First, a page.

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Science & Technology

Researchers develop 'freeze ray' lasers

November 22, 2015 | Comment icon 9 comments

Lasers can be used to cool things down as well as to heat things up. Image Credit: CC 2.0 Andrew Adams
A breakthrough in the field of laser cooling could open the door to a wide range of new applications.
Ever since it was first developed back in the 1960s, the humble laser has been most typically associated with heating things up rather than with cooling things down.

Now however researchers at the University of Washington have revealed that they may have actually found a way to do both - something that had previously eluded scientists for decades.
While there is still a long way to go before the technology is likely to become widely available, the researchers maintain that cooling lasers could soon find their way in to many different applications.

The ability to 'point cool' small areas for instance has the potential to be highly beneficial, especially in the field of medical research where it could be used to cool and slow down individual cells or to 'silence' a single neuron within a network without causing damage.

The technology could also be used to cool down individual components inside a computer chip.

Source: The Times Gazette | Comments (9)

Recent comments on this story
Comment icon #1 Posted by geraldnewfie 7 years ago
Great breakthrough but of course this will be weaponized by the US Military instead of being used for anything usefull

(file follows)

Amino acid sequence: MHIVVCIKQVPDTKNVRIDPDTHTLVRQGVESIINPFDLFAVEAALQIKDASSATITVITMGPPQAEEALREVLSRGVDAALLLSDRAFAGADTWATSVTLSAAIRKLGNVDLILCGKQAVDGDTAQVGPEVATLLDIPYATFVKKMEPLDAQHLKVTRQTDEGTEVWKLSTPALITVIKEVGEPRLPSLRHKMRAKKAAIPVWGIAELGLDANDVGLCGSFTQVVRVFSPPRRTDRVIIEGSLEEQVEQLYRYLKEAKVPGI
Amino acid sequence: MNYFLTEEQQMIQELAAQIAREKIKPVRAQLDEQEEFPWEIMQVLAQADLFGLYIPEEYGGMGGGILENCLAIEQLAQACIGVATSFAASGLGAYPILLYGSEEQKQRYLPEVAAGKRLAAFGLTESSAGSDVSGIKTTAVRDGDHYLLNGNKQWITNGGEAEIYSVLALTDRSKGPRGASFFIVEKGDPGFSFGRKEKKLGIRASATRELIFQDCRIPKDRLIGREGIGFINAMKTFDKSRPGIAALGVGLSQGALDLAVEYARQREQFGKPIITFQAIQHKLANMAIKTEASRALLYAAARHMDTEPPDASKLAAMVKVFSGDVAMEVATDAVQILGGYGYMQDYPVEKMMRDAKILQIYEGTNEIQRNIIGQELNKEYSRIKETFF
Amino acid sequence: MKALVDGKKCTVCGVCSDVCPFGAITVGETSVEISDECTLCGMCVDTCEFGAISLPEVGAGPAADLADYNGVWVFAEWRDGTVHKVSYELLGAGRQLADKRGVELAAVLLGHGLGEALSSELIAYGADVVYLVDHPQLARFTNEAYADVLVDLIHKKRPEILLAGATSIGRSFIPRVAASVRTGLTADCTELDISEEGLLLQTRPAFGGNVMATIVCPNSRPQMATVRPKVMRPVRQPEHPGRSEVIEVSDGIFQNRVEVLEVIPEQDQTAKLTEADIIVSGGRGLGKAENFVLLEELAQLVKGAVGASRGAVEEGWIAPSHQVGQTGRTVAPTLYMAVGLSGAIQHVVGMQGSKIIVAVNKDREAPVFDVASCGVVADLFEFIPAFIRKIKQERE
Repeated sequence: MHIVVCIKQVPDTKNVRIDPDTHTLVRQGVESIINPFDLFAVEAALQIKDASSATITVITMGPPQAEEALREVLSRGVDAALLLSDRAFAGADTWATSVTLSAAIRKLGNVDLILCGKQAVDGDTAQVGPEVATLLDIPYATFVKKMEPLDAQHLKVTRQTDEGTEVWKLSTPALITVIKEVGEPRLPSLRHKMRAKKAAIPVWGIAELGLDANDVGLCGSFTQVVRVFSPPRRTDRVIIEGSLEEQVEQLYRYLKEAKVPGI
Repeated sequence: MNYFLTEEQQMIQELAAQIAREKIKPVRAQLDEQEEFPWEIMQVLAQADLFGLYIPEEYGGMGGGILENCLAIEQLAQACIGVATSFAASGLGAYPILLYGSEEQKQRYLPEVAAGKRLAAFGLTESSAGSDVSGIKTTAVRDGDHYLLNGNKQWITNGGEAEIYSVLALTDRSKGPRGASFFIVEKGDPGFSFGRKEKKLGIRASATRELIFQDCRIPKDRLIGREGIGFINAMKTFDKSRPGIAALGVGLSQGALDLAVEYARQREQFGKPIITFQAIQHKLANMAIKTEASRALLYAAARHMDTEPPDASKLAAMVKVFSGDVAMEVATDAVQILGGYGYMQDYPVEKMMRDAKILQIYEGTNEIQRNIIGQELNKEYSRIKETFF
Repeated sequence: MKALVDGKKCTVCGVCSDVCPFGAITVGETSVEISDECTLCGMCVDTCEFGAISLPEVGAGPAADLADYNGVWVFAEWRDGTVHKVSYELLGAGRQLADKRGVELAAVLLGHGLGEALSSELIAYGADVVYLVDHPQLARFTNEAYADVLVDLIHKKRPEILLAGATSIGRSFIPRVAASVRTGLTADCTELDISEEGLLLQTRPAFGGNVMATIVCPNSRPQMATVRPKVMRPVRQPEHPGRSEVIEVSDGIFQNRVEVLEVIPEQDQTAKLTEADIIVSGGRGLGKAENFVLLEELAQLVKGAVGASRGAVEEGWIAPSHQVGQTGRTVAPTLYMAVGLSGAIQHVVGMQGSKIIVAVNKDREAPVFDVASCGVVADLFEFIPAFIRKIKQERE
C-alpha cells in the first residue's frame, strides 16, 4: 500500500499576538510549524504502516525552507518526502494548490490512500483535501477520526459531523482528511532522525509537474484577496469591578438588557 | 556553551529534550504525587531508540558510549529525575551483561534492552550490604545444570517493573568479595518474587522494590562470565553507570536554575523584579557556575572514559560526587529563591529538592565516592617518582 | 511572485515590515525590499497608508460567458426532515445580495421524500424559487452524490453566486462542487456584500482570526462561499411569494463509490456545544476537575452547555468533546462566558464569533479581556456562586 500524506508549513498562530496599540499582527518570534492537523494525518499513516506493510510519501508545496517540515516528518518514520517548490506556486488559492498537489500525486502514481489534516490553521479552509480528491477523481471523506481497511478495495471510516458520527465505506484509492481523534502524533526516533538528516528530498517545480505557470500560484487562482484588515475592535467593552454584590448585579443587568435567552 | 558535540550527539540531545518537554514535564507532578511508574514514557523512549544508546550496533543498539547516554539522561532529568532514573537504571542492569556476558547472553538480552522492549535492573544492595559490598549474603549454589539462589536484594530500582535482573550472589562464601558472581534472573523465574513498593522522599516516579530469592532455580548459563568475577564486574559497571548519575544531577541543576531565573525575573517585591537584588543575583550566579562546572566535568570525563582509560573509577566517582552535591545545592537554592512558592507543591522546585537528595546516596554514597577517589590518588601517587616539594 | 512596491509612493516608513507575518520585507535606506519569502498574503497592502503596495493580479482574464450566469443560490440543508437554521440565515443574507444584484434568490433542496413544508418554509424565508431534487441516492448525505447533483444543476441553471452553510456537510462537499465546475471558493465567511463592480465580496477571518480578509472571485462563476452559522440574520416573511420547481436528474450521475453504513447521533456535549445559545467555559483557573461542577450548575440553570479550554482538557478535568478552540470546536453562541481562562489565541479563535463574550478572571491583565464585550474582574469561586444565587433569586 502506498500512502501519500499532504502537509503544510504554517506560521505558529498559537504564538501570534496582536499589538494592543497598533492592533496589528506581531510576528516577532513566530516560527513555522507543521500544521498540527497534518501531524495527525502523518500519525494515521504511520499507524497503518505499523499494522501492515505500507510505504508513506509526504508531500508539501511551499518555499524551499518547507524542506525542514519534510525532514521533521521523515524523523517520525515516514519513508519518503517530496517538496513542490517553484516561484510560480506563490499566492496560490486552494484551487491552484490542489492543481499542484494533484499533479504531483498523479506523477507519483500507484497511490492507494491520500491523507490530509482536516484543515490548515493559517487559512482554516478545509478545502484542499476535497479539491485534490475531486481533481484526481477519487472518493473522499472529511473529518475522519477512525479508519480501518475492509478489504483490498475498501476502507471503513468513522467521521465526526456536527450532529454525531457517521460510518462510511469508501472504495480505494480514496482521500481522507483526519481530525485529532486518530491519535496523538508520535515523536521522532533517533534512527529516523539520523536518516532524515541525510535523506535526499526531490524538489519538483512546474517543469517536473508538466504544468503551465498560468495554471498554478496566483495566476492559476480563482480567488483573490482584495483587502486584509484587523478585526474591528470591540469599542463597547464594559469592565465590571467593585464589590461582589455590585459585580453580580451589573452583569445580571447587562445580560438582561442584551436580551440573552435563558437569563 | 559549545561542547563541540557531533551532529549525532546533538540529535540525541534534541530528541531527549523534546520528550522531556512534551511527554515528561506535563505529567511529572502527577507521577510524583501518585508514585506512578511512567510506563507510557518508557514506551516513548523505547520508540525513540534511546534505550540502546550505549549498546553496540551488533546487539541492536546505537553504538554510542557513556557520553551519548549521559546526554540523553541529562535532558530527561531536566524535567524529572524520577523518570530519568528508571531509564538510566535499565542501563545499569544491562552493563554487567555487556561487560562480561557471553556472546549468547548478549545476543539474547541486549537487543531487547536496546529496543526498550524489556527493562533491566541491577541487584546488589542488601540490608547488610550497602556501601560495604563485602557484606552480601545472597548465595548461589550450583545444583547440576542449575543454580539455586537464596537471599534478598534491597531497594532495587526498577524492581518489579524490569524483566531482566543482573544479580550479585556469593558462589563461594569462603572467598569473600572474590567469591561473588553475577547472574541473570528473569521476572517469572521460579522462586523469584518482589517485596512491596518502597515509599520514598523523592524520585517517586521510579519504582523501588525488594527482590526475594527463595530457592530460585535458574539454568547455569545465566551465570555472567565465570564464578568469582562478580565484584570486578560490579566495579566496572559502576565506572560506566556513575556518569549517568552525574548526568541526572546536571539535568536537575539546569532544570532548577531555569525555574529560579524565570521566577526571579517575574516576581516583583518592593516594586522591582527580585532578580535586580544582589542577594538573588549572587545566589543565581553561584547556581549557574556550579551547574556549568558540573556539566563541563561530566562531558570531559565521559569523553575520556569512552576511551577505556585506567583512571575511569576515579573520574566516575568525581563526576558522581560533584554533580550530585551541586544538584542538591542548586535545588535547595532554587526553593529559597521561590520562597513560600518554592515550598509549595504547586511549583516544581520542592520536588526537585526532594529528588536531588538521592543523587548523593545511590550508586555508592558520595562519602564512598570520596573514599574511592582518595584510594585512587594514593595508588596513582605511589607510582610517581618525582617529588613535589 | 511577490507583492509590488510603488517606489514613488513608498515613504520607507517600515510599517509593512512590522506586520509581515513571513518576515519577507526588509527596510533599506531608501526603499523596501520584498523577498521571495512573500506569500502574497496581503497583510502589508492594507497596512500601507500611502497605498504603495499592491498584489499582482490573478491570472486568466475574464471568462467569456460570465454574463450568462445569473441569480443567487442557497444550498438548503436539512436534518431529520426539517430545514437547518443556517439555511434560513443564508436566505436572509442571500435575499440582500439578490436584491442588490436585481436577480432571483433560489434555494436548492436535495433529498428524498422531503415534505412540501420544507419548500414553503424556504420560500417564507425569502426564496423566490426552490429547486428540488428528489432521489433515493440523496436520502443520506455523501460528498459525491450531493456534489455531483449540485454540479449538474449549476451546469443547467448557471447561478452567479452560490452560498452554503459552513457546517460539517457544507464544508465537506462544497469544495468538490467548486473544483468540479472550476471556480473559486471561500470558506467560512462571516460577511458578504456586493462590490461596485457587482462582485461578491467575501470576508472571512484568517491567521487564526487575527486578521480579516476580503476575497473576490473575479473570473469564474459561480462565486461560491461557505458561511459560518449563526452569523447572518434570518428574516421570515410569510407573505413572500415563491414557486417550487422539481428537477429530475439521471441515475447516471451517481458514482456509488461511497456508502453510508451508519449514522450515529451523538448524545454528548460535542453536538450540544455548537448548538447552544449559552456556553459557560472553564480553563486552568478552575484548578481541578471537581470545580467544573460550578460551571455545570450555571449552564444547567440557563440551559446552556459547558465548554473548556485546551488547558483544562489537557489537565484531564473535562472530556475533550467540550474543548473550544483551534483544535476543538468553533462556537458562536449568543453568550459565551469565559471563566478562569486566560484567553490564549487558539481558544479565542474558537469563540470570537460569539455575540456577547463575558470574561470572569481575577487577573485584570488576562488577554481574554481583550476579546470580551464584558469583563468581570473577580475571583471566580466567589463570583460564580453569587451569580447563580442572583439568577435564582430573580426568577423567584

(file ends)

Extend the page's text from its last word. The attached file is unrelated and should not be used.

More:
Comment icon #2 Posted by davros of skaro 7 years ago
Mr. Freeze nominates Batman to do the Ice Bucket challenge.
Comment icon #3 Posted by bubblykiss 7 years ago
Why can't these scientists work on a way to make fluffy kittens even more soft and fluffy?
Comment icon #4 Posted by Chibadiba 7 years ago
I wonder how much power it takes to keep it on continuously.
Comment icon #5 Posted by Lucas Cooper Merrin 7 years ago
Enough science malarkey! Can it chill a can of grizzly
Comment icon #6 Posted by Infernal Gnu 7 years ago
This is THE ANSWER to global warming! Get hundreds of freezing laser satellites in orbit around the earth and fire away!
Comment icon #7 Posted by pallidin 7 years ago
Seems like one hell of a complicated process, from what I read. It's not like you shoot laser beams at something and it freezes.
Comment icon #8 Posted by BeastieRunner 7 years ago
Seems like one hell of a complicated process, from what I read. It's not like you shoot laser beams at something and it freezes. Appears to draw a lot of power, too.
Comment icon #9 Posted by lightly 7 years ago
yup, it's a neat trick, but takes too much energy to be useful in a common sort of way? Same with the new virtually instantaneous SUPER heating lasers?

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